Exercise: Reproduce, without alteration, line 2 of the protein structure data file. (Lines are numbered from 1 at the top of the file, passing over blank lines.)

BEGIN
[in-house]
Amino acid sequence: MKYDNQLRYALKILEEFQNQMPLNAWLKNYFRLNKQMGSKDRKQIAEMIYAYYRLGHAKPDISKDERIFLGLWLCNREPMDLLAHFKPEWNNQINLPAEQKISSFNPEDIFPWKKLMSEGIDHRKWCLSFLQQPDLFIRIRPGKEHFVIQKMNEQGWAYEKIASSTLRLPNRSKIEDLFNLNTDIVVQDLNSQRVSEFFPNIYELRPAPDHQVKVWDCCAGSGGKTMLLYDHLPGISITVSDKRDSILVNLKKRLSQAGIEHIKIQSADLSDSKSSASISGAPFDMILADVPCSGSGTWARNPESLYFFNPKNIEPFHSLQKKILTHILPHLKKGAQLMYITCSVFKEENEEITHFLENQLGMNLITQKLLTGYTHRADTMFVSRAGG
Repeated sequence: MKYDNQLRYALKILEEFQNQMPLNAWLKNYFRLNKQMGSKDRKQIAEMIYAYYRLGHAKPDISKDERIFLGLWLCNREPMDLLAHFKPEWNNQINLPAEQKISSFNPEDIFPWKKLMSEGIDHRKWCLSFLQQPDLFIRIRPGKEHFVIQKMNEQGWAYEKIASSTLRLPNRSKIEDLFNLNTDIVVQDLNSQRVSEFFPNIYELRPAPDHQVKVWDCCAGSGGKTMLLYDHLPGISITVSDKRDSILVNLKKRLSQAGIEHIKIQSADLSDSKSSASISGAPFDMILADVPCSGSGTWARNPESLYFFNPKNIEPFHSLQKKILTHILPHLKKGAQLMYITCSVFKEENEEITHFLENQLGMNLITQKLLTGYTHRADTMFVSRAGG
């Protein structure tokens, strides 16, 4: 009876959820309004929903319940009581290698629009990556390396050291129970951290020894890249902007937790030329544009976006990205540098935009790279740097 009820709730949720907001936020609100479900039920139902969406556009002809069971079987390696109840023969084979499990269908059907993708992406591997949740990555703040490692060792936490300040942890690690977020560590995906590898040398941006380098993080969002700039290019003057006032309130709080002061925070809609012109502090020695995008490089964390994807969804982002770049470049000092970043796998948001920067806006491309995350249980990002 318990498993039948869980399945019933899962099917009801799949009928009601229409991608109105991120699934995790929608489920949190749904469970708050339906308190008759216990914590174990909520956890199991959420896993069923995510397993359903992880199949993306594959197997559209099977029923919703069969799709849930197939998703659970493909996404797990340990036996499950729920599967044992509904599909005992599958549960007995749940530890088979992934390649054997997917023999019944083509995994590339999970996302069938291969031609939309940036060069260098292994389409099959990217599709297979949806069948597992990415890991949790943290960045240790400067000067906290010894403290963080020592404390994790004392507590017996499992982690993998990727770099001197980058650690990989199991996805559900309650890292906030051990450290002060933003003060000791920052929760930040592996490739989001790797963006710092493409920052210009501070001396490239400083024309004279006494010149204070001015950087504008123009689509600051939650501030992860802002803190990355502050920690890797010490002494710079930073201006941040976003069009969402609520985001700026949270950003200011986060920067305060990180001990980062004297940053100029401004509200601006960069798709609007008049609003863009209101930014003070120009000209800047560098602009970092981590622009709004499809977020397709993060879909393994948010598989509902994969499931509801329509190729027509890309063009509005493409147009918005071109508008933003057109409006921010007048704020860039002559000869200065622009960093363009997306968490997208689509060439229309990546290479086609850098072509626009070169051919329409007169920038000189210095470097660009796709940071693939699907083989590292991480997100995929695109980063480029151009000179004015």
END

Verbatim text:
Amino acid sequence: MKYDNQLRYALKILEEFQNQMPLNAWLKNYFRLNKQMGSKDRKQIAEMIYAYYRLGHAKPDISKDERIFLGLWLCNREPMDLLAHFKPEWNNQINLPAEQKISSFNPEDIFPWKKLMSEGIDHRKWCLSFLQQPDLFIRIRPGKEHFVIQKMNEQGWAYEKIASSTLRLPNRSKIEDLFNLNTDIVVQDLNSQRVSEFFPNIYELRPAPDHQVKVWDCCAGSGGKTMLLYDHLPGISITVSDKRDSILVNLKKRLSQAGIEHIKIQSADLSDSKSSASISGAPFDMILADVPCSGSGTWARNPESLYFFNPKNIEPFHSLQKKILTHILPHLKKGAQLMYITCSVFKEENEEITHFLENQLGMNLITQKLLTGYTHRADTMFVSRAGG